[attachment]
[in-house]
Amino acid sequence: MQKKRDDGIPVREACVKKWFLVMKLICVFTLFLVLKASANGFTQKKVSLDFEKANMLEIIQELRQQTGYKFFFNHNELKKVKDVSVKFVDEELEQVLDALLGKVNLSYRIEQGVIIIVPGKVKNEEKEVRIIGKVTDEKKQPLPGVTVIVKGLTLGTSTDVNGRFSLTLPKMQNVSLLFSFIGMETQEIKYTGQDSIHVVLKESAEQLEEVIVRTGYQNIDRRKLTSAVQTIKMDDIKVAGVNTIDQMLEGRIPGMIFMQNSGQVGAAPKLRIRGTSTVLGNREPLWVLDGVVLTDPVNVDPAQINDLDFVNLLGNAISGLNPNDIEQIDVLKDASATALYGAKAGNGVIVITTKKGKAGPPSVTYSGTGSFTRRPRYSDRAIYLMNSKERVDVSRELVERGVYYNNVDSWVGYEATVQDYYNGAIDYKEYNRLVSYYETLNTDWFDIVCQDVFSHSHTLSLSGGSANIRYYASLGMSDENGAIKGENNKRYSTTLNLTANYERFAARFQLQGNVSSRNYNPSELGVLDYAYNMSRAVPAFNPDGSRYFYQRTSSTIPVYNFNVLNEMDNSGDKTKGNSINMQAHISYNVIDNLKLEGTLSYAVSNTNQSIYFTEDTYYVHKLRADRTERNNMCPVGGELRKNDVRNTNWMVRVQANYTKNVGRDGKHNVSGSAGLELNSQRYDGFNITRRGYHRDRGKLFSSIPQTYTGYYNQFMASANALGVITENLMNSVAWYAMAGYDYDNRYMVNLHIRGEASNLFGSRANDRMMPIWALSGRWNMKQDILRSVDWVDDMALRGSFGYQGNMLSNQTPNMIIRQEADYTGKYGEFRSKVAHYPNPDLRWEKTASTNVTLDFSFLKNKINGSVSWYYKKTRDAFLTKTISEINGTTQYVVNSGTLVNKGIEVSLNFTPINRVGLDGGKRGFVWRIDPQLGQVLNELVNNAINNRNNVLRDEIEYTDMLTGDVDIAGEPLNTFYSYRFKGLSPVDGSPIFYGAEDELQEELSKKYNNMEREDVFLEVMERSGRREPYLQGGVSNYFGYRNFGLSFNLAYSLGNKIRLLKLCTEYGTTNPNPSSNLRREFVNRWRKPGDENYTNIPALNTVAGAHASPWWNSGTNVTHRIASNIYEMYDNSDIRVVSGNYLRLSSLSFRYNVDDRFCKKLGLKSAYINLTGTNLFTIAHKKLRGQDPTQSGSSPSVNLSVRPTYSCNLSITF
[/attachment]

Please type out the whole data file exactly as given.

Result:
[in-house]
Amino acid sequence: MQKKRDDGIPVREACVKKWFLVMKLICVFTLFLVLKASANGFTQKKVSLDFEKANMLEIIQELRQQTGYKFFFNHNELKKVKDVSVKFVDEELEQVLDALLGKVNLSYRIEQGVIIIVPGKVKNEEKEVRIIGKVTDEKKQPLPGVTVIVKGLTLGTSTDVNGRFSLTLPKMQNVSLLFSFIGMETQEIKYTGQDSIHVVLKESAEQLEEVIVRTGYQNIDRRKLTSAVQTIKMDDIKVAGVNTIDQMLEGRIPGMIFMQNSGQVGAAPKLRIRGTSTVLGNREPLWVLDGVVLTDPVNVDPAQINDLDFVNLLGNAISGLNPNDIEQIDVLKDASATALYGAKAGNGVIVITTKKGKAGPPSVTYSGTGSFTRRPRYSDRAIYLMNSKERVDVSRELVERGVYYNNVDSWVGYEATVQDYYNGAIDYKEYNRLVSYYETLNTDWFDIVCQDVFSHSHTLSLSGGSANIRYYASLGMSDENGAIKGENNKRYSTTLNLTANYERFAARFQLQGNVSSRNYNPSELGVLDYAYNMSRAVPAFNPDGSRYFYQRTSSTIPVYNFNVLNEMDNSGDKTKGNSINMQAHISYNVIDNLKLEGTLSYAVSNTNQSIYFTEDTYYVHKLRADRTERNNMCPVGGELRKNDVRNTNWMVRVQANYTKNVGRDGKHNVSGSAGLELNSQRYDGFNITRRGYHRDRGKLFSSIPQTYTGYYNQFMASANALGVITENLMNSVAWYAMAGYDYDNRYMVNLHIRGEASNLFGSRANDRMMPIWALSGRWNMKQDILRSVDWVDDMALRGSFGYQGNMLSNQTPNMIIRQEADYTGKYGEFRSKVAHYPNPDLRWEKTASTNVTLDFSFLKNKINGSVSWYYKKTRDAFLTKTISEINGTTQYVVNSGTLVNKGIEVSLNFTPINRVGLDGGKRGFVWRIDPQLGQVLNELVNNAINNRNNVLRDEIEYTDMLTGDVDIAGEPLNTFYSYRFKGLSPVDGSPIFYGAEDELQEELSKKYNNMEREDVFLEVMERSGRREPYLQGGVSNYFGYRNFGLSFNLAYSLGNKIRLLKLCTEYGTTNPNPSSNLRREFVNRWRKPGDENYTNIPALNTVAGAHASPWWNSGTNVTHRIASNIYEMYDNSDIRVVSGNYLRLSSLSFRYNVDDRFCKKLGLKSAYINLTGTNLFTIAHKKLRGQDPTQSGSSPSVNLSVRPTYSCNLSITF